fig1
Figure 1: (a) The surface SEM image of the as-grown Mn-doped ZnO Nws with a Mn mol ratio 10% on Si substrate; (b) a magnification picture of a single ZnO : Mn nanowire with a diameter of 91.4 nm; (c) the X-ray diffraction patterns of ZnO : Mn Nws on Si substrate.

Figure 2 shows the photoluminescence (PL) spectra of the as grown and the annealed ZnO : Mn Nws samples at room temperature. Both of them emit a strong UV emission at 405 nm and a blue emission at 433 nm. The former emission is considered to be the UV emission of ZnO band edge emission shifted to a longer wavelength [17], which caused by Mn impurities introducing an impurity level in the band gap of ZnO. The shape of PL spectra of the two samples is very similar, but the PL intensity of the annealed sample is stronger 1.5 times that of the as grown sample. The ZnO : Mn Nws samples achieve a very strong UV emission when synthesized through a liquid phase evaporation deposition, showing that the ZnO Nws are of high quality.

464538.fig.002
Figure 2: The PL spectra of the as-grown and the annealed ZnO : Mn Nws at room temperature, exhibiting strong UV emissions at 405 nm and a blue emission at 433 nm.

To investigate the dilute magnetic semiconductors (DMSs) properties of ZnO : Mn Nws, we measured the magnetization M with the applied magnetic field H at 77 K and room temperature. Figure 3(a) shows the magnetization M behaviors at 77 K of the samples. M initially increases with H linearly and then slowly arrive their saturation. The saturation value Ms is 0.01 emu/g for the as grown sample and 0.035 emu/g for the annealed sample. For a reverse magnetic field H, the changing of M is symmetrical with that of the positive H. Therefore, we observe two narrow and smooth magnetic hysteresis loops as the magnetic field H changes from −400 to 400 Oe. The coercive field strengths Hc are 0.023 emu/g and 0.0054 emu/g for the as grown and the annealed samples, respectively, showing that the ZnO : Mn Nws are characteristic of the ferromagnetic materials. Figure 3(b) shows a temperature dependence of the magnetization M at H = 400 Oe for the annealed ZnO : Mn sample. It decreases quickly from 0.035 emu/g at 77 K to 0.001 emu/g as temperature increased to 300 K. ZnO : Mn Nws present a better magnetic signal at low temperatures we can deduce that there are some isolated Mn2+ ions exhibit the ferromagnetism at low temperatures but no ferromagnetism contribution at RT. The results show that ZnO : Mn Nws may have some complicate magnetic behavior at low temperatures. It is reasonable to say that the spins of these isolated Mn2+ ions are frozen at room temperatures but give rise to the ferromagnetic component at 77 K.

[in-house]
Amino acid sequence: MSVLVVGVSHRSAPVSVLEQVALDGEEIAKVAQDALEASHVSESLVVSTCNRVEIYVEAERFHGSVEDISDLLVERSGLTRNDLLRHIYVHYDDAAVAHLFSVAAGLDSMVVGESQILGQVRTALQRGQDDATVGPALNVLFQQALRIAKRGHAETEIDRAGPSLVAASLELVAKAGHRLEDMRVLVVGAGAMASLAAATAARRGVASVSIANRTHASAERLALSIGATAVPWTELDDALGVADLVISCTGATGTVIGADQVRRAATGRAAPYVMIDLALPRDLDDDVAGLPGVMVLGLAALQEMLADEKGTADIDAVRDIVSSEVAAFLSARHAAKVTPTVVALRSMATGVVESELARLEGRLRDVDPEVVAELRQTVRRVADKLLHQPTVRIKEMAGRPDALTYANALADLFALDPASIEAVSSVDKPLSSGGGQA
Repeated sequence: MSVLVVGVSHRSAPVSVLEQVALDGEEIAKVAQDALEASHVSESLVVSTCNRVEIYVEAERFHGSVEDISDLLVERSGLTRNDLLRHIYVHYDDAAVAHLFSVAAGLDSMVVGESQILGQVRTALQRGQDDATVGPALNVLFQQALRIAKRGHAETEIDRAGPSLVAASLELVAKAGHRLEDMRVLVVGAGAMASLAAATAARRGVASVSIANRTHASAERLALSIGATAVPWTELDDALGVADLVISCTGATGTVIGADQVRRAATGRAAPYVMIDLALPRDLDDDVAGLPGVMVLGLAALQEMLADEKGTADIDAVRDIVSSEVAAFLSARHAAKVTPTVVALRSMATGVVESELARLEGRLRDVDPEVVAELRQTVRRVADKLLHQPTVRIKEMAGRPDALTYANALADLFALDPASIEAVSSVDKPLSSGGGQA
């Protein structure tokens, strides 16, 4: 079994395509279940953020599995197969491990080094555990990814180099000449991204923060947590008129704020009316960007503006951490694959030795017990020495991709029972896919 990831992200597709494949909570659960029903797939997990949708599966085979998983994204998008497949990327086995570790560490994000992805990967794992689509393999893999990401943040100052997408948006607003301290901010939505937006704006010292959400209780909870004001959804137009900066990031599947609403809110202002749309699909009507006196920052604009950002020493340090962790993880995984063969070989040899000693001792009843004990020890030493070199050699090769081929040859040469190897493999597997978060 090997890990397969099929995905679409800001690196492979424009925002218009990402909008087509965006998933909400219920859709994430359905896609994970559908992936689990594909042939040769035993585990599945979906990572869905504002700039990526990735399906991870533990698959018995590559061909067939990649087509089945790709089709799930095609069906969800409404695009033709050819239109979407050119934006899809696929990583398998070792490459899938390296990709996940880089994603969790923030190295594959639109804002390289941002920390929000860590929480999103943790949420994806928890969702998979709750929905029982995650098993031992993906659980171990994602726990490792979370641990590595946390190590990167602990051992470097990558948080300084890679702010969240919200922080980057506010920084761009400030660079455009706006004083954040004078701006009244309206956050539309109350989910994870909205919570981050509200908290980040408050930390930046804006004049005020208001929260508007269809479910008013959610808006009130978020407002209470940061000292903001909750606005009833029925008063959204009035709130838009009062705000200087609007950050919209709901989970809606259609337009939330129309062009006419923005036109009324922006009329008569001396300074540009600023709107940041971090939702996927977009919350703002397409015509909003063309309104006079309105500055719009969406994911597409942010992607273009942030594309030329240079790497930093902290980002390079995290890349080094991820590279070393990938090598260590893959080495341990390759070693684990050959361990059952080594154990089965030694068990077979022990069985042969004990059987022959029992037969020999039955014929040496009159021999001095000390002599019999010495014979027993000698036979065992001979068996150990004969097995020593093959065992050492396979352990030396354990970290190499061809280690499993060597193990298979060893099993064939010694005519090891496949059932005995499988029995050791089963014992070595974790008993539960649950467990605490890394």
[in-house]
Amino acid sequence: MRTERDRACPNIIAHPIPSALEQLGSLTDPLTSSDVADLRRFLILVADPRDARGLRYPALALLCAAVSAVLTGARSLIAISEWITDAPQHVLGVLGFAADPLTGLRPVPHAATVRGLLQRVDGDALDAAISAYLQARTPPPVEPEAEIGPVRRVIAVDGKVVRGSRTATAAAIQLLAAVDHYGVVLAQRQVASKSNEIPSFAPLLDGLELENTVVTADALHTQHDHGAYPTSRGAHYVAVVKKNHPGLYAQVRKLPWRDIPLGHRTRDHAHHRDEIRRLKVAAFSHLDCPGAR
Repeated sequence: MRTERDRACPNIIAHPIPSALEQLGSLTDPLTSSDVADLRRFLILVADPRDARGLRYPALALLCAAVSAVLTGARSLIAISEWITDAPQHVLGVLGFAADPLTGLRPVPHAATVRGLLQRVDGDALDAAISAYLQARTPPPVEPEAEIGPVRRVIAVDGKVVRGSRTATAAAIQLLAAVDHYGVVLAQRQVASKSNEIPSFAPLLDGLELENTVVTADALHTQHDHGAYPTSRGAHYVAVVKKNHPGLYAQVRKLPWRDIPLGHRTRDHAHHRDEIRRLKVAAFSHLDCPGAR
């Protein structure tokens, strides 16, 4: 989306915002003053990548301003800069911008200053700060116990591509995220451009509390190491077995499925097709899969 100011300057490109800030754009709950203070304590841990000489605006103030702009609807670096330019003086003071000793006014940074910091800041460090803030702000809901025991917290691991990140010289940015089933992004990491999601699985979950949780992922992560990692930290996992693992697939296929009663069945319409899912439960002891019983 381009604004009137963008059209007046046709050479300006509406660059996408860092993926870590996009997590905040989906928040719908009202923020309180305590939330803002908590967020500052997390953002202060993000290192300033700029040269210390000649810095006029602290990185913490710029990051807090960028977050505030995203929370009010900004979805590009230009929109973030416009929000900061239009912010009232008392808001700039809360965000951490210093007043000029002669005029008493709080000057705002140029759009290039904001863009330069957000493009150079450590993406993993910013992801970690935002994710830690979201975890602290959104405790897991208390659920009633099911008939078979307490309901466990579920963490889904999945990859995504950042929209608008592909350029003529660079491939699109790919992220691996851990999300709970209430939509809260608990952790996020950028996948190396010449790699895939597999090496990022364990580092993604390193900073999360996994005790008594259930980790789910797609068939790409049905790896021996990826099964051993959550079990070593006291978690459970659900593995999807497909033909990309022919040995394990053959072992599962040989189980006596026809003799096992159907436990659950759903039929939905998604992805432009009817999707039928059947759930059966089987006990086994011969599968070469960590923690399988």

fig3
Figure 3: (a) The magnetism properties of the as-grown and the annealed ZnO : Mn Nws at 77 K with the applied magnetic field H; (b) the temperature dependence of the saturation magnetization Ms at H = 400 Oe.